Neville Gafà was due to testify under oath as part of a public inquiry into the murder of journalist Daphne Caruana Galizia on Monday.
The former Office of the Prime Minister employee was scheduled to be one of three OPM-linked officials to testify on Monday.
But the board of inquiry put his testimony off until Wednesday and instead focused on testimony by Matthew Carbone, who serves as head of government communications, and OPM official Josef Caruana.
As it happened
End of session
5.41pm That brings Mr Caruana’s testimony to an end, and with it the day’s court session.
The public inquiry will continue on Wednesday, when Mr Gafà will testify. There will be another session on Friday, when Glenn Bedingfield will testify.
We will have a summary of the key points from today's inquiry session available online shortly.
Thank you for following this live blog.
5.35pm Mr Caruana is asked about an FIAU report he quoted from during an appearance he made on TV show Xtra, just a few days before the 2017 election.
The witness says he was a journalist at the time and that the report came from his sources.
That’s followed by a legal tussle by lawyers over a question about whether Mr Caruana and former prime minister Joseph Muscat corresponded using Dr Muscat’s private email address.
After a few minutes of discussion, the board of inquiry decides that the question is not allowed.
'Group would meet at Dar Centrali'
5.30pm Mr Caruana is asked about a particular post he published, in which he mentioned the journalists Jacob Borg, Pierre Portelli, Ivan Camilleri and Daphne Caruana Galizia.
He tells the inquiry he highlighted those journalists because they “constantly attacked”.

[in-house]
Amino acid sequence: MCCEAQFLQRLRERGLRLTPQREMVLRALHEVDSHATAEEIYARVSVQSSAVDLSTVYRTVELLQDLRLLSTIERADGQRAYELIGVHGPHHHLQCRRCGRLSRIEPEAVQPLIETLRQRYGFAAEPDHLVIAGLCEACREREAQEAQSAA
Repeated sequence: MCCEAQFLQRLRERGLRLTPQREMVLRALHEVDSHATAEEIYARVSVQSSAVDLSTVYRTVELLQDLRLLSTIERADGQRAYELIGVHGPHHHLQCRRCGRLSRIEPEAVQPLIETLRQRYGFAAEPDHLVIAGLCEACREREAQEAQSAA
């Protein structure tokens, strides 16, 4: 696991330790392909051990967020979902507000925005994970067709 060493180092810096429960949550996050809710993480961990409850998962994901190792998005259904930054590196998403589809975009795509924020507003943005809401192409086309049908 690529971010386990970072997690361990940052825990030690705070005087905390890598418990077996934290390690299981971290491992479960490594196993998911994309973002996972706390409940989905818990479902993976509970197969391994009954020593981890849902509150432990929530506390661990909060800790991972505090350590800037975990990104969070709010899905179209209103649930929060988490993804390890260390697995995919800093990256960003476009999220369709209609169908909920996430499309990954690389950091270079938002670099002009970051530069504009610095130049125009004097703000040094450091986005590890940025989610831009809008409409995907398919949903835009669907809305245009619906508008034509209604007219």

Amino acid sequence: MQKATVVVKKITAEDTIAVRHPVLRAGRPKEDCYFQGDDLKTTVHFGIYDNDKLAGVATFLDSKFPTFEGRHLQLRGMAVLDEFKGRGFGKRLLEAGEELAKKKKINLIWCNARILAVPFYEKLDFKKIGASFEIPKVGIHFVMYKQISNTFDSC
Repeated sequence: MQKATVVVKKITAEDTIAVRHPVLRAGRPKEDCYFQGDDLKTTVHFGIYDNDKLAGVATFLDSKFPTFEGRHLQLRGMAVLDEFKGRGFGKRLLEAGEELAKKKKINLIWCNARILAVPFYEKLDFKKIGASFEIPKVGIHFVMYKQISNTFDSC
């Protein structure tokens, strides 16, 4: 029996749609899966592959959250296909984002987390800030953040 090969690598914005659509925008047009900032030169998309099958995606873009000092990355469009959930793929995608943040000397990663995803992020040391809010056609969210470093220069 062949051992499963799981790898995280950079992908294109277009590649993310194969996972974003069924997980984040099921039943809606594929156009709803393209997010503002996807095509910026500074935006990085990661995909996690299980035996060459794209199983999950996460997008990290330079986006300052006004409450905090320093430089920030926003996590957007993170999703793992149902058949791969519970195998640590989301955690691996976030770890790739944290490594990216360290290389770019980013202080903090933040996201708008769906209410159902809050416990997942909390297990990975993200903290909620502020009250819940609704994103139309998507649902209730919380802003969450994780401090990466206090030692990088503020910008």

He homes in on one in particular.
“A group would meet at [PN headquarters] Dar Ċentrali and use Ivan Camilleri.
They would feed him twisted stories to be published on English media. The group would pass information to [former minister] Tonio Fenech,” Mr Caruana alleges.
“It was finally shut down”.
'I'm not a public official'
5.25pm The witness is shown examples of specific posts he shared on social media and asked if he felt comfortable sharing the posts or making remarks, given his position as a public official.
“I’m not a public officer, I’m a person of trust,” Mr Caruana says.
Questions about Yorgen Fenech
5.20pm Mr Caruana, like Mr Carbone earlier in the day, says he did not see Yorgen Fenech at the OPM.
“Strange how nobody knows anything,” one of the judges remarks out aloud.
The witness says his job was to prepare and coordinate replies to parliamentary questions – a job he took over from Glenn Bedingfield. [Mr Bedingfield was elected to parliament in the 2017 general election].
5.17pm Mr Caruana is asked about media reports linking Ms Caruana Galizia’s murder to fuel smugglers. The board of inquiry wants to know what he knows about that.
“It was on Malta Today,” Mr Caruana says. “Saviour Balzan has his sources, I guess. I don’t know how Balzan got his information”.
Mr Caruana confirms that he was a member of the Facebook group Laburisti Magħqudin and says he knows nothing about the Truth Project.